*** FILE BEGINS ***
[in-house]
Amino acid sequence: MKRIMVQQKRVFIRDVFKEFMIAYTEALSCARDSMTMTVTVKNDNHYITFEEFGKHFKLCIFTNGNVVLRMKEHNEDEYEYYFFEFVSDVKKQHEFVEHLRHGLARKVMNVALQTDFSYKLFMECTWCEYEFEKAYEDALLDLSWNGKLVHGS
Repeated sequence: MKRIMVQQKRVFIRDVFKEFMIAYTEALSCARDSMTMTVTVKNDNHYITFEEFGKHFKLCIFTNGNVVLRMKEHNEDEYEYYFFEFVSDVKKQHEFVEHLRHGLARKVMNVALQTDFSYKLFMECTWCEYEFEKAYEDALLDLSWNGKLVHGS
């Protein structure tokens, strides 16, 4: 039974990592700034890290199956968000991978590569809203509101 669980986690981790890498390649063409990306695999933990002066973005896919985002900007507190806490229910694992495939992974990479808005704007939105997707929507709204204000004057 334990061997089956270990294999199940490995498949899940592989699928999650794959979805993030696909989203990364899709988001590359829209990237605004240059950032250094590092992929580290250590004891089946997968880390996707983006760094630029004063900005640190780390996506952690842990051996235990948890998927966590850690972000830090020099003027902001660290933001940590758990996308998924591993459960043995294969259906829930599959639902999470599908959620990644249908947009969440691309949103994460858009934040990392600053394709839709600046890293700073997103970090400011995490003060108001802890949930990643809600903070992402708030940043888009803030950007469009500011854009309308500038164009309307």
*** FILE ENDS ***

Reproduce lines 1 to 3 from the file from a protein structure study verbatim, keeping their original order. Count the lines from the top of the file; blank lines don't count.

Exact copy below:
[in-house]
Amino acid sequence: MKRIMVQQKRVFIRDVFKEFMIAYTEALSCARDSMTMTVTVKNDNHYITFEEFGKHFKLCIFTNGNVVLRMKEHNEDEYEYYFFEFVSDVKKQHEFVEHLRHGLARKVMNVALQTDFSYKLFMECTWCEYEFEKAYEDALLDLSWNGKLVHGS
Repeated sequence: MKRIMVQQKRVFIRDVFKEFMIAYTEALSCARDSMTMTVTVKNDNHYITFEEFGKHFKLCIFTNGNVVLRMKEHNEDEYEYYFFEFVSDVKKQHEFVEHLRHGLARKVMNVALQTDFSYKLFMECTWCEYEFEKAYEDALLDLSWNGKLVHGS